Parents and kids are encouraged to walk hand in hand as part of a new child pedestrian safety campaign.
Queensland University of Technology’s Centre for Accident Research and Road Safety Queensland (CARRS-Q), launched the campaign after conducting statewide research on keeping kids safe around roads and cars. Mackay Central State School was chosen as the host for this launch, as part of Queensland’s Road Safety Week.
The campaign features posters, flyers, videos, and an activity sheet for children. The aim is to raise awareness of road risks, but also to provide parents helpful strategies for helping keep children safe on roads. Dr Alexia Lennon, CARRS-Q researcher, says the program grew from feedback from 220 parents during the research.
“While holding hands is the ideal safety strategy, parents told us that often this is difficult if they have more than one child, or their hands are full with bags or prams,” Lennon says. “By asking your child to hold on to something else attached to you, for example a bag strap or pram, parents can keep hold of their child until they are somewhere safe.”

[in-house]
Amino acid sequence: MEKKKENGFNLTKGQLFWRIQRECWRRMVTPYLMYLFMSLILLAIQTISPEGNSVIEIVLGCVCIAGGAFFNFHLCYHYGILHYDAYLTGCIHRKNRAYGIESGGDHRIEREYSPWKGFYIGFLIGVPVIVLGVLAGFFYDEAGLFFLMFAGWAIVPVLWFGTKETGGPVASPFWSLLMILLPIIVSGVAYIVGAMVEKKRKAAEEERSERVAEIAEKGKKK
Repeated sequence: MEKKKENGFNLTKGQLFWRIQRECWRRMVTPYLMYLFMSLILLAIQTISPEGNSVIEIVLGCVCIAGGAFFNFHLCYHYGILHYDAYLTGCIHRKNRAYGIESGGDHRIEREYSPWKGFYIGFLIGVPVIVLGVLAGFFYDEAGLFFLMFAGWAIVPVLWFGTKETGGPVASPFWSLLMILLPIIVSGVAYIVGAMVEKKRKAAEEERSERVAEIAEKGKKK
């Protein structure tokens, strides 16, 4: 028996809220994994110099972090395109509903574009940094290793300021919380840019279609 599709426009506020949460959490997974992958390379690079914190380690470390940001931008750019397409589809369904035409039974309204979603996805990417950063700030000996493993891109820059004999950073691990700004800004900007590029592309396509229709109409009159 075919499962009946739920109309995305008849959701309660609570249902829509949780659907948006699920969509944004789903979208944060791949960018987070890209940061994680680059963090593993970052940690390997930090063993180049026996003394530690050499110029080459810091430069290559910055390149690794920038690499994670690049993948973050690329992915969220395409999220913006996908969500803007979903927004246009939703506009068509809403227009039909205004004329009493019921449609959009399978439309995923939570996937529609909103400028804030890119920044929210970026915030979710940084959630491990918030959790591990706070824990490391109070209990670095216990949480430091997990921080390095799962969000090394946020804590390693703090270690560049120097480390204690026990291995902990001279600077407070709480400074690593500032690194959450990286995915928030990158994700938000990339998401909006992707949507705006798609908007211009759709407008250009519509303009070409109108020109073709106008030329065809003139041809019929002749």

Lennon says until the age of 9, children’s perceptual and cognitive abilities are not sufficiently developed for them to make sound judgements when crossing roads. This makes it hard for them to judge vehicle distances and speeds, and as such, many road accidents occur when children are unsupervised.
CARRS-Q also found that while parents usually hold the hands of younger children, they are less likely to do so when the children are a bit older. Parents and children are also less likely to hold hands when the family is just walking along a footpath, when they’re in a quiet street, or when they’re in a car park.
“We are asking parents to remember that crossing roads is a complex activity and children’s brains simply aren’t up to the task until they’re around 9,” Lennon said. “So even if your child wants to be all grown up, it’s just not safe to give in.”Do you have an idea for a story?
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